CenturyLink (NYSE: CTL) and Frontier have joined forces to petition the FCC over the ongoing special access regulation issue, arguing that the FCC should not re-impose new regulations on wholesale services ILECs provide to CLECs.
In an FCC filing, the two telcos said in 2006 the regulator exempted all of the price-cap ILECs from tariffing and dominant carrier regulation of their Ethernet services.
The two telcos said that the FCC's regulatory framework has ushered in an era of Ethernet competition from a host of ILECs, CLECs and increasingly cable operators like Comcast (NASDAQ: CMCSA), Cox and Time Warner Cable (NYSE: TWC).
"The result has been a massive expansion of fiber and other Ethernet-capable facilities, deployed not only by ILECs but also by CLECs and cable providers," CenturyLink and Frontier said in a joint FCC filing. "Unsurprisingly, this deployment has spawned vigorous competition and produced dramatic price reductions, all absent rate regulation. For example, U.S. retail carrier Ethernet pricing fell by double-digit rates for all services across all speeds between 2010 and 2015."
But higher speed Ethernet is just one area of Ethernet pricing where the two carriers noted price decreases.
Since 2011, CenturyLink and Frontier pointed out that the average monthly pricing for the 10 Mbps Ethernet, which are used as a substitute for TDM-based T-1 services, dropped over 20 percent.
The two service providers said that because of the falling prices of Ethernet services "there is simply no basis for the reimposition of price regulation, which would distort competition and starve providers of all types of the capital necessary for promoting the migration to all-IP networks."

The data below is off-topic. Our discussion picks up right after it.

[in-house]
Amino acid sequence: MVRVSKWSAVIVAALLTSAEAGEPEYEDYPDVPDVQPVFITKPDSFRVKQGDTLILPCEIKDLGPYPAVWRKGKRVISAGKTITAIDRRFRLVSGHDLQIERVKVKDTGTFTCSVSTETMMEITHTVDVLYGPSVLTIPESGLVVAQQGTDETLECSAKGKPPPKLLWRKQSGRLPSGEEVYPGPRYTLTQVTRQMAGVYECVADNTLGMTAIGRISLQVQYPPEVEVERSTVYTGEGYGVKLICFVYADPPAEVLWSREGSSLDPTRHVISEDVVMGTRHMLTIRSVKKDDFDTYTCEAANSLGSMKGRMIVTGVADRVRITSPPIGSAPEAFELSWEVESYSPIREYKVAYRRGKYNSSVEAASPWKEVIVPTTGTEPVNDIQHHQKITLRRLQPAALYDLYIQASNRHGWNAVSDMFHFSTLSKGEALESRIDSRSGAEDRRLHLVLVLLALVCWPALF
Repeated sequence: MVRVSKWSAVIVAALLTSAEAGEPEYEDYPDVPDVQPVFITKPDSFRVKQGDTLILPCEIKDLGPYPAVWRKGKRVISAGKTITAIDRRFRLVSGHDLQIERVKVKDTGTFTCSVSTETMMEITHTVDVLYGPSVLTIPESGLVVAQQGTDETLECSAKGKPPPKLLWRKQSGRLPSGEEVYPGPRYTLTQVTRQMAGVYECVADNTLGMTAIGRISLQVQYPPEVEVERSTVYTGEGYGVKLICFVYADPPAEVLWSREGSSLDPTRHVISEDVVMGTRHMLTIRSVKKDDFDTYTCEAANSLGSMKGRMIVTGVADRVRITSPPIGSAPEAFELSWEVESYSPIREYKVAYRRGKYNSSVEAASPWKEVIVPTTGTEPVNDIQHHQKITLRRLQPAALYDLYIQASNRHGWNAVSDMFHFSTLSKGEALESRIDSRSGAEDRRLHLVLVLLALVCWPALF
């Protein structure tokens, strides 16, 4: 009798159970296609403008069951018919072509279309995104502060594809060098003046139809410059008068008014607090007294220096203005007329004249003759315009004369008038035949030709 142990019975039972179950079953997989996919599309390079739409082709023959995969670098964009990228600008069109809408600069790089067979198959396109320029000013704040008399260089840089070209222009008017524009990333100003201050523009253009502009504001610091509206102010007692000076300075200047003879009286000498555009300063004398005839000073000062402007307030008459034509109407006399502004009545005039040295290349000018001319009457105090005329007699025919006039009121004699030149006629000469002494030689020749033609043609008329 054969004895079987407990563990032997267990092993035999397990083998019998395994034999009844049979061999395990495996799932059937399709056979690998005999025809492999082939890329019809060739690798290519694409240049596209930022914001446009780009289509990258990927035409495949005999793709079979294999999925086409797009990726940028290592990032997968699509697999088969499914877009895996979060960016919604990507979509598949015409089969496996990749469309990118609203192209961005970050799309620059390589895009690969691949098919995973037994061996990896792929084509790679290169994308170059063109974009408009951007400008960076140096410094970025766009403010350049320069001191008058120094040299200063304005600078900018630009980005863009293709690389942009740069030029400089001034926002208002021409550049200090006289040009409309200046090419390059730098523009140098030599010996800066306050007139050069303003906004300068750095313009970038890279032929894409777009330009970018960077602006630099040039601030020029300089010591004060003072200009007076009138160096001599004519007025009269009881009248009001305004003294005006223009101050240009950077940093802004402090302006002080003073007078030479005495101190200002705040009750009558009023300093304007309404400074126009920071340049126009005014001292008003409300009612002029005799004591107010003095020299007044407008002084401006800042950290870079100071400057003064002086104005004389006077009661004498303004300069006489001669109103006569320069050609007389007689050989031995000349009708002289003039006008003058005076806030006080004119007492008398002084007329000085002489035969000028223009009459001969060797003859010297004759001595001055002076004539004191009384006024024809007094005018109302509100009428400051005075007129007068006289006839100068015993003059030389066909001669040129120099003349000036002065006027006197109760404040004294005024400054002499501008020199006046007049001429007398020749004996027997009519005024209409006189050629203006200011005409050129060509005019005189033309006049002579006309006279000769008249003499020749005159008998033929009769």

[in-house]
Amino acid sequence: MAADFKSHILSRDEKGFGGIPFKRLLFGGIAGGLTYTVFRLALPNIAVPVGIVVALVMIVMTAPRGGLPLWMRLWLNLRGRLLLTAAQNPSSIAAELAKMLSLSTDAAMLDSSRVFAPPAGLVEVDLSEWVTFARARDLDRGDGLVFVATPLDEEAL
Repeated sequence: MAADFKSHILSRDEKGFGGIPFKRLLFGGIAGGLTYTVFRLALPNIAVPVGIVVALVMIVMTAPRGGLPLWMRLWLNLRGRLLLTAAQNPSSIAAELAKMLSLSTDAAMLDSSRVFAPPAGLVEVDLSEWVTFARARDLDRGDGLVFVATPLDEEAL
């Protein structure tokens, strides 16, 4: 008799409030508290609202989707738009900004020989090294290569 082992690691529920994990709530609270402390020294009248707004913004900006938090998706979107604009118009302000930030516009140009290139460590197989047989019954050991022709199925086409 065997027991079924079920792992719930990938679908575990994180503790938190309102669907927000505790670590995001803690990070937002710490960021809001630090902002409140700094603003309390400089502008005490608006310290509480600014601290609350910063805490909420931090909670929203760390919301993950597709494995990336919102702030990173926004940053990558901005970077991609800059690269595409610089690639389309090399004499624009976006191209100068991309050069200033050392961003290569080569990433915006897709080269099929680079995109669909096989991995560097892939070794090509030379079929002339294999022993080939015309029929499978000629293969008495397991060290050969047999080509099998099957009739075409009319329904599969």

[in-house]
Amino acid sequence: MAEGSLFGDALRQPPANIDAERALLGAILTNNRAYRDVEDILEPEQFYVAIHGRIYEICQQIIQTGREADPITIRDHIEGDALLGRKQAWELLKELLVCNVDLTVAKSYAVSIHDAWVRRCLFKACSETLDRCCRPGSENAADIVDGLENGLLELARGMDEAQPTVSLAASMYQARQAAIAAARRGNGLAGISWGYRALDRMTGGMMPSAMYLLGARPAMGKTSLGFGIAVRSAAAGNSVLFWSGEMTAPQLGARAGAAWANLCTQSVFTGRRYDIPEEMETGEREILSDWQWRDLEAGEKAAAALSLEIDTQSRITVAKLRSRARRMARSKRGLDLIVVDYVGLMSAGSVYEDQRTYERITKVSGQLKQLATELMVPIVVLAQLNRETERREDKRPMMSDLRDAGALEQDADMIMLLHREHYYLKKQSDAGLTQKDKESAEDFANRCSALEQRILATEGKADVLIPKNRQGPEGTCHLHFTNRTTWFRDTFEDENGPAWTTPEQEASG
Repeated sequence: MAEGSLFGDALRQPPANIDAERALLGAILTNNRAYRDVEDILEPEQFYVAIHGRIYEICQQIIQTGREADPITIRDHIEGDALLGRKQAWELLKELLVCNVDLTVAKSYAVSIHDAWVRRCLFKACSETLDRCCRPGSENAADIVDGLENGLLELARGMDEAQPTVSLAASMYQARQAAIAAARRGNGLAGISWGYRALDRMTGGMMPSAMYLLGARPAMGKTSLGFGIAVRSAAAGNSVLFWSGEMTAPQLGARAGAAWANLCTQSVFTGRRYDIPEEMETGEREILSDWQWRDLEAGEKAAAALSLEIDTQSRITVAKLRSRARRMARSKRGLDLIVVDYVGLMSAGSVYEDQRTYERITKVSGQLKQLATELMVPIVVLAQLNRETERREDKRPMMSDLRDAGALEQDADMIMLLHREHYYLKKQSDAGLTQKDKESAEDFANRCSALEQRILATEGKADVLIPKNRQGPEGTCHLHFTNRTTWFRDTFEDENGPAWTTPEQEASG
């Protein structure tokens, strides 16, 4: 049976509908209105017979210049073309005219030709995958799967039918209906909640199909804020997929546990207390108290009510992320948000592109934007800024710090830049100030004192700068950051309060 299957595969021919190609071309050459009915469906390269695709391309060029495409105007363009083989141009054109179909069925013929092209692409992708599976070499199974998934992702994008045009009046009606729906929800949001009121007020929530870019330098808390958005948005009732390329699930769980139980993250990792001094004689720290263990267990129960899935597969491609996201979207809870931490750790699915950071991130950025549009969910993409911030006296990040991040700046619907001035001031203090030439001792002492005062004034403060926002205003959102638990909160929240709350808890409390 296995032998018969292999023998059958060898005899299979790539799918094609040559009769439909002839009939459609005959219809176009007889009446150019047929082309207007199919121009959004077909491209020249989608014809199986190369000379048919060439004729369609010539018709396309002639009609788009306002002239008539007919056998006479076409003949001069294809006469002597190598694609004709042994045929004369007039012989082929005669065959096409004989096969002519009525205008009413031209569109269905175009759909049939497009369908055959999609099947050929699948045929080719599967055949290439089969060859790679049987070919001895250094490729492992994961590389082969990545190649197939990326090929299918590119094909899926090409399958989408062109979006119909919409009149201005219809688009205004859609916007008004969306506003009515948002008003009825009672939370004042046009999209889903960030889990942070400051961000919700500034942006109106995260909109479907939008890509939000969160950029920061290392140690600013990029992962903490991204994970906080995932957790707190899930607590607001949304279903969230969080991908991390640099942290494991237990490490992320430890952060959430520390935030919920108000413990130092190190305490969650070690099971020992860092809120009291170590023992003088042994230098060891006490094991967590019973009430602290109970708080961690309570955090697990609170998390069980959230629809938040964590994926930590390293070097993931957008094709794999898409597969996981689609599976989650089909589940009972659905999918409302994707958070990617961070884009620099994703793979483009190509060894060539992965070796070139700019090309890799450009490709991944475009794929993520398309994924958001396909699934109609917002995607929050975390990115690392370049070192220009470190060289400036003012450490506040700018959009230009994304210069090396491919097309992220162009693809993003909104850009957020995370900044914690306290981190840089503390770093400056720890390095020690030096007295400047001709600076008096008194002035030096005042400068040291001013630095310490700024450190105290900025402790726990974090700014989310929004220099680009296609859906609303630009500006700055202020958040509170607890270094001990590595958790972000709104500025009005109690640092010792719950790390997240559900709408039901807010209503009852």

For its own part, the FCC will address a Further Notice of Proposed Rulemaking (FNPR) developed by Chairman Tom Wheeler proposing a new regulatory framework for the provision of special access services during its monthly meeting on April 28.
Previously, Wheeler proposed a four-pronged technology-neutral regulatory framework that would address current and future technology transitions and identifying competitive markets.
Wheeler's proposal came only a day after fellow ILEC Verizon (NYSE: VZ) and Incompas developed a similar proposal to regulate special access services.
Interestingly, Verizon's peer AT&T (NYSE: T) blasted Wheeler's proposal, arguing that new rules will stifle investment.
"The Commission's proposals will instead lead to far less investment in broadband infrastructure -- especially in rural areas -- the very opposite of where we should be going as a nation," said Jim Cicconi, senior EVP for external and legislative affairs at AT&T, in blog post.
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